Consider the function

$f:X\rightarrow Y$ and $g:Y\rightarrow Z$

then which of the following is incorrect ?

(A) If $f$ and $g$ both are injective then $gof :X\rightarrow Z$ is injective .

(B) If $f$ and $g$ both are surjective then $gof :X\rightarrow Z$ is surjective.

(C) If $gof: X\rightarrow Z$ is bijective then f is injective and g is surjective .

(D) None

My Approach : For the (A) part since both f and g are one - one then I thought of some functions and hence came to the conclusion that $gof$ will be one - one . But I want to know some good and convincing approach for this question ...

Please help

  • $\begingroup$ Use the definitions of injectivity and surjectivity. E.g., for (A), let $x,y\in X$ such that $g(f(x))=g(f(y))$. Then by injectivity of $g$, it must be that $f(x)=f(y)$, but then by injectivity of $f$ it must be that $x=y$. $\endgroup$ – smcc Jul 29 '16 at 16:39

(A) $x\neq y$ implies $f(x)\neq f(y)$ implies $g(f(x)) \neq f(g(y))$

(B) For $z\in Z$ there is $y\in Y$ with $g(y)=z$ and then $x\in X$ with $f(x)=y$

(C) If $g\circ f$ is bijective and $V=f(X)$ (need not be all of $Y$) then $g:V\rightarrow Z$ is injective (but need not be injective on all of $Y$). But clearly $g$ must be surjective (or else you can't reach all of $Z$) and $f$ injective (or else some $x_1\neq x_2$ would map to the same point).

  • $\begingroup$ H. H. Rugh I am sorry , I did not understood. $\endgroup$ – RAJESH SHARMA Jul 29 '16 at 16:43
  • $\begingroup$ Which part, if not all? $\endgroup$ – H. H. Rugh Jul 29 '16 at 16:47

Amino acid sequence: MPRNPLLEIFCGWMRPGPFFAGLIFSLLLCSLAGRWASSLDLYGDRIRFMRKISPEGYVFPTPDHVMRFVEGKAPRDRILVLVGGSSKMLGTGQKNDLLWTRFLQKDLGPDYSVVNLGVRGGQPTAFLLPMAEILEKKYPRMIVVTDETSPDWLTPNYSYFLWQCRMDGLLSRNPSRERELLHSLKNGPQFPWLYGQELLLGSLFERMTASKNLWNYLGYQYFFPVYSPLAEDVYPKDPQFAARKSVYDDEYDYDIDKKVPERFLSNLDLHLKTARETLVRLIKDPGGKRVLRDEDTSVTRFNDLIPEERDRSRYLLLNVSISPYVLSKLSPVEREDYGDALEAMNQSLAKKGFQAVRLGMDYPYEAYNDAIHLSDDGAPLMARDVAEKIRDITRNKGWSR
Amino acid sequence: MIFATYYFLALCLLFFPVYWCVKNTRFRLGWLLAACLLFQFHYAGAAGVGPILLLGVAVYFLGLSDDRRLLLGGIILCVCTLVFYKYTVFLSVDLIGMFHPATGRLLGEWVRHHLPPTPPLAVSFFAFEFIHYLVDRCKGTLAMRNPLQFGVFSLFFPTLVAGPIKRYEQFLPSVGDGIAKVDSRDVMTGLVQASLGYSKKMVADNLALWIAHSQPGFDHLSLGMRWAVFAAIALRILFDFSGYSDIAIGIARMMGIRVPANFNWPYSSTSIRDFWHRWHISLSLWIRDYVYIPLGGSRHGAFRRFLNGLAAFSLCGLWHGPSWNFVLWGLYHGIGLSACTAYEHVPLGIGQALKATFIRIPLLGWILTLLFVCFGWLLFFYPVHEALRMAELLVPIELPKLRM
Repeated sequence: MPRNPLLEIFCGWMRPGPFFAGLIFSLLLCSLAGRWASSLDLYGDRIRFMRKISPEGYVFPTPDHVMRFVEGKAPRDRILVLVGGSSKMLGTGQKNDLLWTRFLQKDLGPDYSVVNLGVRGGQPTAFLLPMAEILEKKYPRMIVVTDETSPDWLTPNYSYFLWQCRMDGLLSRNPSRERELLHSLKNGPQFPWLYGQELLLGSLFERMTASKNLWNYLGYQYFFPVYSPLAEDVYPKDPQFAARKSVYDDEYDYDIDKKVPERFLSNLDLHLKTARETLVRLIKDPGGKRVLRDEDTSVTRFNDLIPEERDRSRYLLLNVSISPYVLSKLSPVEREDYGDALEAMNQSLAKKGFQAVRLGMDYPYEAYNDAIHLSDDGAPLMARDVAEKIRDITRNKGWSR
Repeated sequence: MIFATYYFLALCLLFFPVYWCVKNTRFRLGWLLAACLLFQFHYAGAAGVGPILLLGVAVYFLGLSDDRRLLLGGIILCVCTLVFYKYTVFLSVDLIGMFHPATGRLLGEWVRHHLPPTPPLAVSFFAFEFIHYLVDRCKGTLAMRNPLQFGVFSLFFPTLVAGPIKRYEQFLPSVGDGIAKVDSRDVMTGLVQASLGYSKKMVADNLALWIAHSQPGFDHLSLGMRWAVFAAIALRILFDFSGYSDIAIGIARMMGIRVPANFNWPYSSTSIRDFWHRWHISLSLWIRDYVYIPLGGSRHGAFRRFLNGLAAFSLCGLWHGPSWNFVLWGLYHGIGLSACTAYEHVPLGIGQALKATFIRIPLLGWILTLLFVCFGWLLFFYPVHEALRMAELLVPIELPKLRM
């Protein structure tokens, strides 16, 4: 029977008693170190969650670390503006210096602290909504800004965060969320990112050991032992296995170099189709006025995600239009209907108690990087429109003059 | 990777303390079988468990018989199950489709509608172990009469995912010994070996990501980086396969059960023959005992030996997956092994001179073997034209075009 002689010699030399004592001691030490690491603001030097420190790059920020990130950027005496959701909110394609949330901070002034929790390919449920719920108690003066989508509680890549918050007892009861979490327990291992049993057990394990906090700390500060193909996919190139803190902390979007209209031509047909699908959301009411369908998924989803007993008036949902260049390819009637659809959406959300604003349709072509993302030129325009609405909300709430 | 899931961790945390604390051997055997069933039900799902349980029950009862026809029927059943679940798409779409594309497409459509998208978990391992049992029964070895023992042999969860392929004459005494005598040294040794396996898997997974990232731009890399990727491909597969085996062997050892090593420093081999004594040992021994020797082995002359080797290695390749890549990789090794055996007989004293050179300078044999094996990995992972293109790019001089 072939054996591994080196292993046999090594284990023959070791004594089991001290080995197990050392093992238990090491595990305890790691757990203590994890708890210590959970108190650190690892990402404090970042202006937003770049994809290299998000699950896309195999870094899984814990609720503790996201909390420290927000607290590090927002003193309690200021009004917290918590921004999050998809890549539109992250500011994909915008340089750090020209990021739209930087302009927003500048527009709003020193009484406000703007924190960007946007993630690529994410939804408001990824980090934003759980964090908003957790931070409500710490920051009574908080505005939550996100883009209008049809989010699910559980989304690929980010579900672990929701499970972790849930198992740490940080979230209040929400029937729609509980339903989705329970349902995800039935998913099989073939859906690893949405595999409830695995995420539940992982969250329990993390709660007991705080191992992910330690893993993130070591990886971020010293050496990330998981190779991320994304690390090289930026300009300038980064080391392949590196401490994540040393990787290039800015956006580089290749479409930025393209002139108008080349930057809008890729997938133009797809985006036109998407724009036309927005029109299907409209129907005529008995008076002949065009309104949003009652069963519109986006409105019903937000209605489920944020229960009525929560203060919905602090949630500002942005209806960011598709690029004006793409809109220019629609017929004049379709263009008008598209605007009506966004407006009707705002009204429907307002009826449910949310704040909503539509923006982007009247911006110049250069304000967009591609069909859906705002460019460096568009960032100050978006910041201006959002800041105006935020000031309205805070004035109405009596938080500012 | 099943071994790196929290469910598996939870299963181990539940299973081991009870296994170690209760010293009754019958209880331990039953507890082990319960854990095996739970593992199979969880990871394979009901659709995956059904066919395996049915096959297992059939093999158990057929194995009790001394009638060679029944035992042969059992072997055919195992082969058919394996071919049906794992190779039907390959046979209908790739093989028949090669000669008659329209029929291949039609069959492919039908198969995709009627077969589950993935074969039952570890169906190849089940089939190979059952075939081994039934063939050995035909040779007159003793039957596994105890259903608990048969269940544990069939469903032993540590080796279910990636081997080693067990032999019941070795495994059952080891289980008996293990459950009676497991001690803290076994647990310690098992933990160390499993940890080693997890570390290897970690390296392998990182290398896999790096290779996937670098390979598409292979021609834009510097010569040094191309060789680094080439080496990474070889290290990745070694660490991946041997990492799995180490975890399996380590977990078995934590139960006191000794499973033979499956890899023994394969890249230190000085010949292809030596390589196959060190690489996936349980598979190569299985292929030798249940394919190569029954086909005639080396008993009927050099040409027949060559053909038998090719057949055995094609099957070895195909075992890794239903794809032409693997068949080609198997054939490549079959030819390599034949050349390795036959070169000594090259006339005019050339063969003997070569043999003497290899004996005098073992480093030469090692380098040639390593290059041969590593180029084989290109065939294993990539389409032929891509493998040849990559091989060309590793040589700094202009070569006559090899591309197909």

• 1
    $\begingroup$ Please explain the (A) part $\endgroup$ – RAJESH SHARMA Jul 29 '16 at 16:55
  • $\begingroup$ (A) Injective means that distinct points have distinct images. So we should show that $x\neq y$ implies $g(f(x))\neq g(f(y))$. First step: As $f$ is injective $x\neq y \Rightarrow f(x)\neq f(y)$. Second step: As $g$ is injective, $f(x)\neq f(y) \Rightarrow g(f(x)) \neq g(f(y))$ and we are done. $\endgroup$ – H. H. Rugh Jul 29 '16 at 17:49
  • $\begingroup$ @h.h.rugh how could you say that g:V→Z is injective? It need not be injective $\endgroup$ – user355797 Jul 31 '16 at 13:20

THE ANSWER IS PART (C) .BECAUSE g$o$f is bijective does implies f is injective. But g must be bijective to satisfy the condition that g $o $f is bijective.if g is not injective then $x_1$ and $x_2$ can have same image in g .I.e Although $y_1=f(x_1)$ not equal to$ y_2=f(x_2)$,there may possibility that $g(y_1)=g(y_2)$ which disproves the statement that g $o$f is bijective.


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